Auditory gap-in-noise detection behavior in ferrets and humans.
Gold JR., Nodal FR., Peters F., King AJ., Bajo VM.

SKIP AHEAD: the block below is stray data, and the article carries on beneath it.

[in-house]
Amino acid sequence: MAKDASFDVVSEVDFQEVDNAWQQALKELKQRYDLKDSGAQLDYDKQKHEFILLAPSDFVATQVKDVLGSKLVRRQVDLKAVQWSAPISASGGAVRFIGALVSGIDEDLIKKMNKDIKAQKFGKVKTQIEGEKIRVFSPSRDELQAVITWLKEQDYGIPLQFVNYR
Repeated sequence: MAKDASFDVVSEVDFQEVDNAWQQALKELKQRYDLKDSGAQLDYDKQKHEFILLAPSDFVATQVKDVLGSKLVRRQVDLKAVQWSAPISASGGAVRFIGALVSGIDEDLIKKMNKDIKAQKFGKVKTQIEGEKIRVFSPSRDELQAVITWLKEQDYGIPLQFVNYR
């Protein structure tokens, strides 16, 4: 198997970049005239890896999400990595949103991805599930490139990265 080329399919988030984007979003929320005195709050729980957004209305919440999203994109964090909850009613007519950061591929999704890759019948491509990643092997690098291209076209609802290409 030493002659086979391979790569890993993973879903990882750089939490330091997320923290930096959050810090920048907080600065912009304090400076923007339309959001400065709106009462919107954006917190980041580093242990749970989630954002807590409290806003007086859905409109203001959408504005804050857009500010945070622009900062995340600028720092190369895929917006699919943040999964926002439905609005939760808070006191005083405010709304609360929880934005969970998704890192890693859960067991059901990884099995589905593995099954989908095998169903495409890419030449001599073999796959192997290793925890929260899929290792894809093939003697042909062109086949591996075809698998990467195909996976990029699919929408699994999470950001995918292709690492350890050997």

The precise encoding of temporal features of auditory stimuli by the mammalian auditory system is critical to the perception of biologically important sounds, including vocalizations, speech, and music. In this study, auditory gap-detection behavior was evaluated in adult pigmented ferrets (Mustelid putorius furo) using bandpassed stimuli designed to widely sample the ferret's behavioral and physiological audiogram. Animals were tested under positive operant conditioning, with psychometric functions constructed in response to gap-in-noise lengths ranging from 3 to 270 ms. Using a modified version of this gap-detection task, with the same stimulus frequency parameters, we also tested a cohort of normal-hearing human subjects. Gap-detection thresholds were computed from psychometric curves transformed according to signal detection theory, revealing that for both ferrets and humans, detection sensitivity was worse for silent gaps embedded within low-frequency noise compared with high-frequency or broadband stimuli. Additional psychometric function analysis of ferret behavior indicated effects of stimulus spectral content on aspects of behavioral performance related to decision-making processes, with animals displaying improved sensitivity for broadband gap-in-noise detection. Reaction times derived from unconditioned head-orienting data and the time from stimulus onset to reward spout activation varied with the stimulus frequency content and gap length, as well as the approach-to-target choice and reward location. The present study represents a comprehensive evaluation of gap-detection behavior in ferrets, while similarities in performance with our human subjects confirm the use of the ferret as an appropriate model of temporal processing.